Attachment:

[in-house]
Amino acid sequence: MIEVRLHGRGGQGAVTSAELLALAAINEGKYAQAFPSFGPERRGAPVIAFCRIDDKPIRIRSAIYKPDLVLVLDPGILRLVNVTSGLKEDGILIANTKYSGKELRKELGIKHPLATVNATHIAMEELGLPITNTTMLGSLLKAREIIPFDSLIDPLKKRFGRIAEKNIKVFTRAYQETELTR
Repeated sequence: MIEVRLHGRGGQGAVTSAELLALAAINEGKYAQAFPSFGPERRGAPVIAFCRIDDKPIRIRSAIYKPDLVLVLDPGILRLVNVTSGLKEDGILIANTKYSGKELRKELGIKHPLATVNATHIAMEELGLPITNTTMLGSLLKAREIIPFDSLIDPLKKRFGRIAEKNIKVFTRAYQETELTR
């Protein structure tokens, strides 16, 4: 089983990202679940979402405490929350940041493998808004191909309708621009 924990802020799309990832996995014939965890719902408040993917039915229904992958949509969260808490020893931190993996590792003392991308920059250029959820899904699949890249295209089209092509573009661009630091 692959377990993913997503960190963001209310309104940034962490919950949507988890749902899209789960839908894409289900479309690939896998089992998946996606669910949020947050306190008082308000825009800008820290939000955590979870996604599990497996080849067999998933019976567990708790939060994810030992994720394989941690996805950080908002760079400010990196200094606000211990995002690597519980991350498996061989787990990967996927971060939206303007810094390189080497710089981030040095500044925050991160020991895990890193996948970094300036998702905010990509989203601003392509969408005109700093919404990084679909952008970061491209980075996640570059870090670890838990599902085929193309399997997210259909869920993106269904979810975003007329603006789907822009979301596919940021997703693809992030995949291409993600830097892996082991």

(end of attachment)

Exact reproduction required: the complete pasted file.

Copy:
[in-house]
Amino acid sequence: MIEVRLHGRGGQGAVTSAELLALAAINEGKYAQAFPSFGPERRGAPVIAFCRIDDKPIRIRSAIYKPDLVLVLDPGILRLVNVTSGLKEDGILIANTKYSGKELRKELGIKHPLATVNATHIAMEELGLPITNTTMLGSLLKAREIIPFDSLIDPLKKRFGRIAEKNIKVFTRAYQETELTR
Repeated sequence: MIEVRLHGRGGQGAVTSAELLALAAINEGKYAQAFPSFGPERRGAPVIAFCRIDDKPIRIRSAIYKPDLVLVLDPGILRLVNVTSGLKEDGILIANTKYSGKELRKELGIKHPLATVNATHIAMEELGLPITNTTMLGSLLKAREIIPFDSLIDPLKKRFGRIAEKNIKVFTRAYQETELTR
């Protein structure tokens, strides 16, 4: 089983990202679940979402405490929350940041493998808004191909309708621009 924990802020799309990832996995014939965890719902408040993917039915229904992958949509969260808490020893931190993996590792003392991308920059250029959820899904699949890249295209089209092509573009661009630091 692959377990993913997503960190963001209310309104940034962490919950949507988890749902899209789960839908894409289900479309690939896998089992998946996606669910949020947050306190008082308000825009800008820290939000955590979870996604599990497996080849067999998933019976567990708790939060994810030992994720394989941690996805950080908002760079400010990196200094606000211990995002690597519980991350498996061989787990990967996927971060939206303007810094390189080497710089981030040095500044925050991160020991895990890193996948970094300036998702905010990509989203601003392509969408005109700093919404990084679909952008970061491209980075996640570059870090670890838990599902085929193309399997997210259909869920993106269904979810975003007329603006789907822009979301596919940021997703693809992030995949291409993600830097892996082991």